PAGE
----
Monday, December 5, 2016

The Fight That Broke Apart Cubism


"Good artists copy, great artists steal." Internet quote mills attribute that apparently apocryphal line to Pablo Picasso. A claim of plagiarism is at the center of LACMA's "Picasso and Rivera: Conversations Across Time." Diego Rivera accused Picasso from stealing some elements of his Zapotista Landscape (1915, above). This split the Cubist set, led to a near-fistfight, and ended with Rivera returning to Mexico.

(Zapatista Landscape will be in the LACMA show, but not until early next year. Through January, it's committed to another exhibition in Paris.)

Picasso and Rivera's short friendship dated from early 1914 to August 1915. About that time, Rivera had finished Zapatista Landscape, his greatest Cubist painting. It's a highly original work in both subject and technique. The subject is Emiliano Zapata, based on news photos, and indicated by an abstracted sombrero, rifle, and serape.


Rivera's technique is most notable for its use of white. The rifle has a white "shadow" that flattens the picture more aggressively than in standard Cubist works. The abstracted Mexican volcanoes were novel, and Rivera also believed that his stippled, scumbled foliage was new to the Cubist vocablulary.

After finishing this painting Rivera visited Picasso's studio and was aghast to discover that Picasso was using "his" innovations in the Spaniard's latest painting, Man Seated in Shrubbery.

Needless to say Rivera was using, uh, Cubism. But he felt that Picasso was the one who was stealing (more). That was the end of the close friendship. Picasso later painted out the Rivera-esque features of his work and gave it a new title, Seated Man. Rivera stopped working in the Cubist mode.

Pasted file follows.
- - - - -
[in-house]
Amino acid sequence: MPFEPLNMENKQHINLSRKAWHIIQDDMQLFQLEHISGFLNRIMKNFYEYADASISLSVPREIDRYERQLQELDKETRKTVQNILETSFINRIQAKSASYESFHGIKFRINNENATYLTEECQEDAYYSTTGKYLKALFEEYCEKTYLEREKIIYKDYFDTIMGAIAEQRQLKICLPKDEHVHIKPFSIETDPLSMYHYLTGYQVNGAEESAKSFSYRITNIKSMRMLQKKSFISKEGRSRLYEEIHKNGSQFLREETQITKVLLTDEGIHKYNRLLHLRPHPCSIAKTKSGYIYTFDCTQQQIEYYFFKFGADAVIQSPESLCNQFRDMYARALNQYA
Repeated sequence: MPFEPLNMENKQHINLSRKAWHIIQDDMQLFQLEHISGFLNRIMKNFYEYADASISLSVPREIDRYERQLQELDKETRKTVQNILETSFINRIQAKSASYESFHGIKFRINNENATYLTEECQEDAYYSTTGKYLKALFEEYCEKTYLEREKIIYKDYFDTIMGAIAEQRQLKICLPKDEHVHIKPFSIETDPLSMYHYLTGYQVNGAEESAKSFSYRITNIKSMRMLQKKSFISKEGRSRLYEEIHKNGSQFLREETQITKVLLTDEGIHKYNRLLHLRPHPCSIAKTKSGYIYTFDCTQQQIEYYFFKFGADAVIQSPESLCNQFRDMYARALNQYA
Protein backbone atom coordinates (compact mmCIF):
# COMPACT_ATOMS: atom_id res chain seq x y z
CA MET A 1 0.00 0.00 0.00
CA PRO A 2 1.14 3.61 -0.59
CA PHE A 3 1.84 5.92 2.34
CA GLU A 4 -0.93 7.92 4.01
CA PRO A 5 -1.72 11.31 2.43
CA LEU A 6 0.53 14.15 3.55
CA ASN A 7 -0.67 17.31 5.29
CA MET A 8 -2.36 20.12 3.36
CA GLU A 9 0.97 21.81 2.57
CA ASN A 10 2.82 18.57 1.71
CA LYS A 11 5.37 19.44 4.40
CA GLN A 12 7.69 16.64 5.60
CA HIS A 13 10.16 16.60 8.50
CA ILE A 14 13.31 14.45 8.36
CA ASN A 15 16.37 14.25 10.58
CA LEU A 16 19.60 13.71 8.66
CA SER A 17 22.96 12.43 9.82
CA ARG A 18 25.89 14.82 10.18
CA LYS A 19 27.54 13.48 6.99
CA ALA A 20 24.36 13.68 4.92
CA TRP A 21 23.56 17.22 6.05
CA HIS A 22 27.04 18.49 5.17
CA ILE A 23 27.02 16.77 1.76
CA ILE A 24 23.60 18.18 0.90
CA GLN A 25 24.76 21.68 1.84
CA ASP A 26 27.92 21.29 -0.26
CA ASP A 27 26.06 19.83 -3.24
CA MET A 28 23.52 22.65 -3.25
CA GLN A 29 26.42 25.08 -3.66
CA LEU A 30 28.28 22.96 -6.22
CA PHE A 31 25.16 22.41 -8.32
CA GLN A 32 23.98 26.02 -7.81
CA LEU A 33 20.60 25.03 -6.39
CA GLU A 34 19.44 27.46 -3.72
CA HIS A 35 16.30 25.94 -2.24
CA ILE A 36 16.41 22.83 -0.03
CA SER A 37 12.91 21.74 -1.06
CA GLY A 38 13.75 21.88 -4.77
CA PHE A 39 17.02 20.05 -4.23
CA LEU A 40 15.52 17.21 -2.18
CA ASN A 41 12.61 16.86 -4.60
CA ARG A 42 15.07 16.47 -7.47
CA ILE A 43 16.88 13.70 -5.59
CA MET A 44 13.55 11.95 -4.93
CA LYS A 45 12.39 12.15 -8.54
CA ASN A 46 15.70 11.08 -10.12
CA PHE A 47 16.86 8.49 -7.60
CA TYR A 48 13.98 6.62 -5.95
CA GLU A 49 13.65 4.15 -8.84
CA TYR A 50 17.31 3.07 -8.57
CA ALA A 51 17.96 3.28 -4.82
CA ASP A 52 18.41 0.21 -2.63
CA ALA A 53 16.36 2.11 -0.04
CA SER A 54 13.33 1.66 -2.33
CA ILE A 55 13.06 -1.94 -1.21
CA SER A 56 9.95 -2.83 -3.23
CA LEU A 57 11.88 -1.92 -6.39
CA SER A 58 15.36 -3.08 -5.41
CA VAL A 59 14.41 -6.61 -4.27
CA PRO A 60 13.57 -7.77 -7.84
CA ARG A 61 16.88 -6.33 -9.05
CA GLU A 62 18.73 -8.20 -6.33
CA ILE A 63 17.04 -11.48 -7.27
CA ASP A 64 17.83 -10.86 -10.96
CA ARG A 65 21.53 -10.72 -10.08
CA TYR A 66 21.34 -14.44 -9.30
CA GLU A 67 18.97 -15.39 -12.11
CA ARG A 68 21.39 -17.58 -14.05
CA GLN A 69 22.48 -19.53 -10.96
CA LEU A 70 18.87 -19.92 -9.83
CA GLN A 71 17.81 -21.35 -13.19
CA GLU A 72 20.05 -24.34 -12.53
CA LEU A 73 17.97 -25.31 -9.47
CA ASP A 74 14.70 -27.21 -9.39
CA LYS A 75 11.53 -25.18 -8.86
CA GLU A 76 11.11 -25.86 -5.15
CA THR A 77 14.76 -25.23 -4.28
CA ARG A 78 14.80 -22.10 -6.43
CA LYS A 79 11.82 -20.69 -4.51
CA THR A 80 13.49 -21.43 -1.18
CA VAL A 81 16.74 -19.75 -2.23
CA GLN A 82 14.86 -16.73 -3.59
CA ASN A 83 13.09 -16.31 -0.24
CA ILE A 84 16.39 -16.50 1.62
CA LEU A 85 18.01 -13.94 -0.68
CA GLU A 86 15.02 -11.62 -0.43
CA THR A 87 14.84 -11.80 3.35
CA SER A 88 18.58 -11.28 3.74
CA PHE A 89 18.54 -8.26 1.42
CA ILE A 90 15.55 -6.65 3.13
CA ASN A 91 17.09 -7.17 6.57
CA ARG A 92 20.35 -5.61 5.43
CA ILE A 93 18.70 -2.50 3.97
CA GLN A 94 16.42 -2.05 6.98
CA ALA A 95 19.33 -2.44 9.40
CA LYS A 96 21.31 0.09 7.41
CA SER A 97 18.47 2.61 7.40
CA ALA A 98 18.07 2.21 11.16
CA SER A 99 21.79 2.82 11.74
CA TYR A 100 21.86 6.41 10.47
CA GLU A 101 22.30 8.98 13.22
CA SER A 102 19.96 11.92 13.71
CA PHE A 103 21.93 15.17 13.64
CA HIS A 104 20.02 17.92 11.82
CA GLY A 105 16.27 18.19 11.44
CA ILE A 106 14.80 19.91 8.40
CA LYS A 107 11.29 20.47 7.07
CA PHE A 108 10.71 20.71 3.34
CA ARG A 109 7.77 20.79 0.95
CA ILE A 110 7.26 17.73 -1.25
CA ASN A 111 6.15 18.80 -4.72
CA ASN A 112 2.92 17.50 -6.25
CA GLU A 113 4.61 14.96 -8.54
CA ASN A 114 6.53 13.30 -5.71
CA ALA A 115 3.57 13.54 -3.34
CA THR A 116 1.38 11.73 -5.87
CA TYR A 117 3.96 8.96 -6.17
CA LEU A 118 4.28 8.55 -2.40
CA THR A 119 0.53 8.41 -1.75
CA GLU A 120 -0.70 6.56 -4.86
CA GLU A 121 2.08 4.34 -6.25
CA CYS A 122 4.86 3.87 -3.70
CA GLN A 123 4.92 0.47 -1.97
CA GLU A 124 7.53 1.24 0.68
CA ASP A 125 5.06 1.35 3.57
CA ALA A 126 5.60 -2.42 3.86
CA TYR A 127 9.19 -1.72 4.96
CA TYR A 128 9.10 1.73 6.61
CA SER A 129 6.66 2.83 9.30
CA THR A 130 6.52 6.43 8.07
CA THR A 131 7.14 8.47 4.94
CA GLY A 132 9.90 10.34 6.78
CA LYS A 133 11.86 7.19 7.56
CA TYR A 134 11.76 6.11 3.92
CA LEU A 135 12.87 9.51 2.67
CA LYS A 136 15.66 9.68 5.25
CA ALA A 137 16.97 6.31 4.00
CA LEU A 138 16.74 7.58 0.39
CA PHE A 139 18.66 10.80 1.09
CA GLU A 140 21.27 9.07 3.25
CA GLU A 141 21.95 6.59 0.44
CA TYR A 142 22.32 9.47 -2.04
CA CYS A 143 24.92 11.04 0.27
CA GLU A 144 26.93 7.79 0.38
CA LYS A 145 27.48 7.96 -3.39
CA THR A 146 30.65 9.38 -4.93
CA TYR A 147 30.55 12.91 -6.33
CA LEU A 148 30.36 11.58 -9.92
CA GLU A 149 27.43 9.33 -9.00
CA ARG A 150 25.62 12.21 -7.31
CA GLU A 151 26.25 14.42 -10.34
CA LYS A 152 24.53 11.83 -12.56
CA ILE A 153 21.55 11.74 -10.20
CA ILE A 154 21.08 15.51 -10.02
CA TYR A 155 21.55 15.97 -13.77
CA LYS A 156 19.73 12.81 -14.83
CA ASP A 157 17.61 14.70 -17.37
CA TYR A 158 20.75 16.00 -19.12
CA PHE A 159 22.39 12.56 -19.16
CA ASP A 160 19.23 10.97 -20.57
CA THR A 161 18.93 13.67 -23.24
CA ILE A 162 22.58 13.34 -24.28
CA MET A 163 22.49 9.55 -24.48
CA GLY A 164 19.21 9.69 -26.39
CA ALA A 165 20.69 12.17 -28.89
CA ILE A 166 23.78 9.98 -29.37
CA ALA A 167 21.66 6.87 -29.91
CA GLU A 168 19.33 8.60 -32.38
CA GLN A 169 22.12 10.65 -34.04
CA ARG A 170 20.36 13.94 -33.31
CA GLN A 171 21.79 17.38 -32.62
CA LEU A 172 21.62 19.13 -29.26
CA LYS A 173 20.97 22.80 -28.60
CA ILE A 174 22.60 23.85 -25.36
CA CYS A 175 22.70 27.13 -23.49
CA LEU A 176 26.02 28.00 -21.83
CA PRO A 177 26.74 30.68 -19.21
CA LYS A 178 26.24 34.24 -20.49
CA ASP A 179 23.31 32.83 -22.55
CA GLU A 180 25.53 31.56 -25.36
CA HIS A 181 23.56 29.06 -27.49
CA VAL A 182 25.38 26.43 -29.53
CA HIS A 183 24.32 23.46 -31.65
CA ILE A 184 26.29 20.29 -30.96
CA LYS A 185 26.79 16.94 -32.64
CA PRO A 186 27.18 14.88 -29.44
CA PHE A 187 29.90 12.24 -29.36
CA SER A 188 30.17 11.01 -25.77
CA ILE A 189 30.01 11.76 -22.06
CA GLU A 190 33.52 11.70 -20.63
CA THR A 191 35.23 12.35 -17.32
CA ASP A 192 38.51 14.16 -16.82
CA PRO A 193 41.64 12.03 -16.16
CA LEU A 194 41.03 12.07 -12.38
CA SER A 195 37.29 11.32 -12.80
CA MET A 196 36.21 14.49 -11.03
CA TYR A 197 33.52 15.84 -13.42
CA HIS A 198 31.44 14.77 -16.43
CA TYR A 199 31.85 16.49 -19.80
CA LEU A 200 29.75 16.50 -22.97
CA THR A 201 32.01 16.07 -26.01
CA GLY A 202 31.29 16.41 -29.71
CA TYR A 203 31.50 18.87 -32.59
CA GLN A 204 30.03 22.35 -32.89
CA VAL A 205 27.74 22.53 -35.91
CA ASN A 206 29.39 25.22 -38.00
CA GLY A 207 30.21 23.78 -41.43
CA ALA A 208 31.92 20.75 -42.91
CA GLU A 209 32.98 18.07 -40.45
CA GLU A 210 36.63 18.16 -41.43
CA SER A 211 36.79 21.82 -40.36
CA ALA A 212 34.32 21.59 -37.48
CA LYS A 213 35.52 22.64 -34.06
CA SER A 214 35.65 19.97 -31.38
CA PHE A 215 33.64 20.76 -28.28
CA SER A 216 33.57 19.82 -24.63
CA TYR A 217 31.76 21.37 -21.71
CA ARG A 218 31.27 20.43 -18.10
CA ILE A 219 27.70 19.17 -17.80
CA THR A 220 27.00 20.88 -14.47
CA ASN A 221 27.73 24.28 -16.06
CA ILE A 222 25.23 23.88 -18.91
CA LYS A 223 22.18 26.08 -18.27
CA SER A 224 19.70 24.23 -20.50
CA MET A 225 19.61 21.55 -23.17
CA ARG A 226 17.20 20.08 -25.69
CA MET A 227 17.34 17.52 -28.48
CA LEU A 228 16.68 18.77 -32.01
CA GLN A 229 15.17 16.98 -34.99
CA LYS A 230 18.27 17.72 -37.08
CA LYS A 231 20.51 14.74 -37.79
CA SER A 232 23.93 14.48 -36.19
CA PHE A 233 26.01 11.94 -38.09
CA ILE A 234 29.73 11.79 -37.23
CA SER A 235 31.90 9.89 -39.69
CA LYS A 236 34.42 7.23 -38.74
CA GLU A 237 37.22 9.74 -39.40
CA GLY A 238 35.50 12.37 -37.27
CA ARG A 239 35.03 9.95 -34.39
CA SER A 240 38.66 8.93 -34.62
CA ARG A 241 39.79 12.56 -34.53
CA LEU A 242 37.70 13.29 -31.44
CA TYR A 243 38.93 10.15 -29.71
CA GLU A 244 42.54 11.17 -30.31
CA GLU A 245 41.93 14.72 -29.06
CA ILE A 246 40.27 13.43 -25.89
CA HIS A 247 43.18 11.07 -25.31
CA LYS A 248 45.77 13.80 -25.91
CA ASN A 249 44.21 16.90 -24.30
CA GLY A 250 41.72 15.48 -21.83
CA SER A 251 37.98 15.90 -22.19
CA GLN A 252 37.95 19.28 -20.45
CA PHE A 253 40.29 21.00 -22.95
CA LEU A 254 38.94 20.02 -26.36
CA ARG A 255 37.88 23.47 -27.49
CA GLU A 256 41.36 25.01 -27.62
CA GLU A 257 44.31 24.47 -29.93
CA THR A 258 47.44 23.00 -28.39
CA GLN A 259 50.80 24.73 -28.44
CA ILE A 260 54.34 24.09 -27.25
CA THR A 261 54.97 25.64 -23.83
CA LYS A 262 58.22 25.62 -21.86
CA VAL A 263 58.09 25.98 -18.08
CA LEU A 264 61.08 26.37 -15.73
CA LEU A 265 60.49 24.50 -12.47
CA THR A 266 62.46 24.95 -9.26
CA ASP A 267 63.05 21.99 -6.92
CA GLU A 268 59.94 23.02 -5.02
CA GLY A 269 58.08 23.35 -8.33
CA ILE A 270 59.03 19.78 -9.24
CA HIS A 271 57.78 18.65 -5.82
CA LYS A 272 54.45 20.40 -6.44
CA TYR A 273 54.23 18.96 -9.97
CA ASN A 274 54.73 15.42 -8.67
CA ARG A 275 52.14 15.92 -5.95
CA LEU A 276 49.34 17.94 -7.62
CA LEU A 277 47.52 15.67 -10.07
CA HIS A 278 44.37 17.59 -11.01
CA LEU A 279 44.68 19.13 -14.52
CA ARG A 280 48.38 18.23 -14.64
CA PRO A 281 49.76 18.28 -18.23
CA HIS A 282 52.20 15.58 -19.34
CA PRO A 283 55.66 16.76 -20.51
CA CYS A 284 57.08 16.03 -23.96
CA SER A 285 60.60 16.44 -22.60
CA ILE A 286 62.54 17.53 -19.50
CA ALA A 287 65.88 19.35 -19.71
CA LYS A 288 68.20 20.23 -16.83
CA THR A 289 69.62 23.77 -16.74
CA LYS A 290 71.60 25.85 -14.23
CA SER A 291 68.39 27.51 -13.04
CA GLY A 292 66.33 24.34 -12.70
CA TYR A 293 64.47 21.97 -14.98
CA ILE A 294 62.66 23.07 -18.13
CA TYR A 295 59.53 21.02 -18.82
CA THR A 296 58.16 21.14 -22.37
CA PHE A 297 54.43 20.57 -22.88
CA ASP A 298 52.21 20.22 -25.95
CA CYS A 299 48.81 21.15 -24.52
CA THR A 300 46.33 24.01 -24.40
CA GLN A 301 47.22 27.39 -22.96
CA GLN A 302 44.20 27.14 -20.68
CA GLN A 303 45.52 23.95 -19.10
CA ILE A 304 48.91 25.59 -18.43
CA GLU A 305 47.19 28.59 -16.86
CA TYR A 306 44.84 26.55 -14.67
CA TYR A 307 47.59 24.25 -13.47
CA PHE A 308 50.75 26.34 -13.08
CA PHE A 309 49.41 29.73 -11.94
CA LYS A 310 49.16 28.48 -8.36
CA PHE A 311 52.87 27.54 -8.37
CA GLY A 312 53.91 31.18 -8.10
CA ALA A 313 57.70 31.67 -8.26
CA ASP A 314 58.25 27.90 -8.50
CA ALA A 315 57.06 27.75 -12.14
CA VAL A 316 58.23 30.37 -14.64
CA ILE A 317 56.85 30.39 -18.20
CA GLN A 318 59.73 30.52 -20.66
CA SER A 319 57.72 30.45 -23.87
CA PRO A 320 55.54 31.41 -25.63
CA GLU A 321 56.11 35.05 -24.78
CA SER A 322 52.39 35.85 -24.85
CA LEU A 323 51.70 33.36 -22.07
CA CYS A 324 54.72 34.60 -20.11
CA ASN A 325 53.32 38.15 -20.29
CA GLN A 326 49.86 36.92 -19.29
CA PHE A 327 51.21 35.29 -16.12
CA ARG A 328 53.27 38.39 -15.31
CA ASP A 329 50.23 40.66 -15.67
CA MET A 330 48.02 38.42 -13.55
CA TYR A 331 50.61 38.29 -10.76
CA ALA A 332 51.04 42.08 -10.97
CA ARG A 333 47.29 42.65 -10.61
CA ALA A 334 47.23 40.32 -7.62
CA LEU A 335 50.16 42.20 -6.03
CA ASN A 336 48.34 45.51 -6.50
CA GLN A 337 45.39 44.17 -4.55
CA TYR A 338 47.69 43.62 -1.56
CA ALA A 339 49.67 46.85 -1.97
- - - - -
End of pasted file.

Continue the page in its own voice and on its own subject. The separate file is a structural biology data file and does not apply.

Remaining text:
The split reverberated through the Cubist circle. It was like a divorce in which everyone had to take sides. Most sided with Picasso. Two years later Rivera threw a punch at Pierre Reverdy, a Picasso-favoring poet and critic. This became known as "l'affaire Rivera." Reverdy called Rivera a "wild Indian," a "shameful anthropoid," and a "macaque." Paris galleries refused to show Rivera.

"I am sick of Pablo," Rivera said. "If he pinches something from me, people will rave about Picasso, Picasso. As for me, they'll say I copy him. One day either I'll chuck him out or I'll shove off to Mexico."

In 1921 Rivera returned to Mexico, and to the Indigenismo-inflected art for which he's now famous.

(Below, Rivera's Cubist Composition: Still Life with Bottle of Anis and Inkwell, 1914-15, a painting owned by Picasso.)


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